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McClain v. Brainerd Chemical Co., Inc.

Court of Appeals of Oklahoma, Division IV

January 2, 2019

LISA MCCLAIN, individually and as Special Administrator of the Estate of B.L.M., a minor, Plaintiff/Appellant,
v.
BRAINERD CHEMICAL COMPANY, INC., an Oklahoma corporation, Defendant/Appellee, and PSYCHO PATH, LLC, an Oklahoma limited liability company; VICTOR R. MARQUEZ and SUZETTE MARQUEZ, individually; and WEST TEXAS DRUM COMPANY, LTD, II, a Texas limited partnership, Defendants, and PSYCHO PATH, LLC, an Oklahoma limited liability company; VICTOR R. MARQUEZ and SUZETTE MARQUEZ, individually; and BRAINERD CHEMICAL COMPANY, INC., Third-Party Plaintiffs,
v.
ROBERT THOMAS, an individual, Third-Party Defendant.

          Mandate Issued: 03/13/2019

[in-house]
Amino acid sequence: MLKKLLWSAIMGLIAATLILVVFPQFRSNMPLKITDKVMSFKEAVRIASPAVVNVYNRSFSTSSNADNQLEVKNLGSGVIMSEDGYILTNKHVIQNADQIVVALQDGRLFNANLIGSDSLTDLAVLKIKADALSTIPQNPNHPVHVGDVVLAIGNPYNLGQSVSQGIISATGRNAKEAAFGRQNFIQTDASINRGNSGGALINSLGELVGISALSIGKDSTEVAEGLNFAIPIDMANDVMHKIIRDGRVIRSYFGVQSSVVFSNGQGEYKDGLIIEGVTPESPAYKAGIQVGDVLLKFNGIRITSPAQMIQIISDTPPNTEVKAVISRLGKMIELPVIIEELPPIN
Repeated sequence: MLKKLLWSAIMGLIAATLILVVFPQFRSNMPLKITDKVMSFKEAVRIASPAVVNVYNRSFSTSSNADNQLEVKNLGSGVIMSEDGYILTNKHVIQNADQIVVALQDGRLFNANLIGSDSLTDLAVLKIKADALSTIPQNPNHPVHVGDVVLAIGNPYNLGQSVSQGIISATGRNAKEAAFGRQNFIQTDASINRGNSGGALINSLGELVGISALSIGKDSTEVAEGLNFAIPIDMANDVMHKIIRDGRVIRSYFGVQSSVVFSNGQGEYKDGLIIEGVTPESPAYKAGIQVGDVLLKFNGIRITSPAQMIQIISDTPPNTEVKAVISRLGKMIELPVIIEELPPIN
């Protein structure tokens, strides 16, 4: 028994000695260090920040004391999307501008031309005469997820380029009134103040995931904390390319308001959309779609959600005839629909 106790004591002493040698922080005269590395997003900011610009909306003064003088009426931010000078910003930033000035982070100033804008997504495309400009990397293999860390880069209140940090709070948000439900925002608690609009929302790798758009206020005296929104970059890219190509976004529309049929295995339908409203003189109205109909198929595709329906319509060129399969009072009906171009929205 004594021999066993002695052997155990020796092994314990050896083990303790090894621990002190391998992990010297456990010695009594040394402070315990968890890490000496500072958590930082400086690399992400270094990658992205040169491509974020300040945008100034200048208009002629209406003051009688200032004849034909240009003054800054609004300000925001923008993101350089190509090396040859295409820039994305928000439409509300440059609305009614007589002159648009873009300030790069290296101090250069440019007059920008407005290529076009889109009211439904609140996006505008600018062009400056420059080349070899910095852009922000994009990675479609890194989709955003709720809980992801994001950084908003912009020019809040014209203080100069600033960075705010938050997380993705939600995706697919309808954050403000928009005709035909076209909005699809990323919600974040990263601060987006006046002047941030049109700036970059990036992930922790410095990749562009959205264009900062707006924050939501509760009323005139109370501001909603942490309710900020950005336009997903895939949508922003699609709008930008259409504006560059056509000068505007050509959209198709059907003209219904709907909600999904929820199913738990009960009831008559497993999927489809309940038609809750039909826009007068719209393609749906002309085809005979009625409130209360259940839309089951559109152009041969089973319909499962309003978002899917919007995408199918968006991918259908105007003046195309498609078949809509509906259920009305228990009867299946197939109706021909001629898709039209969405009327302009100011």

Appeal From The District Court Of Tulsa County, Oklahoma Honorable CarolinE Wall, Trial Judge

          Frank W. Fraiser, FRAISER, FRAISER & HICKMAN, LLP, Tulsa, Oklahoma, for Plaintiff/Appellant

          James K. Secrest II, Jennifer L. Struble, SECREST, HILL, BUTLER & SECREST, Tulsa, Oklahoma, for Defendant/Appellee/Third-Party Plaintiff Brainerd Chemical Company, Inc.

          DEBORAH B. BARNES, PRESIDING JUDGE

         ¶1 Plaintiff/Appellant Lisa McClain, individually and as Special Administrator of the Estate of B.L.M., a minor, appeals from the trial court's order granting the motion for summary judgment of Defendant/Appellee Brainerd Chemical Company, Inc. The order states that "all claims presented against [Brainerd] by [Plaintiff] are hereby dismissed, with prejudice," and the trial court certified its order as a final order "pursuant to 12 O.S. § 994 (a), [as] there is no reason for delay[.]"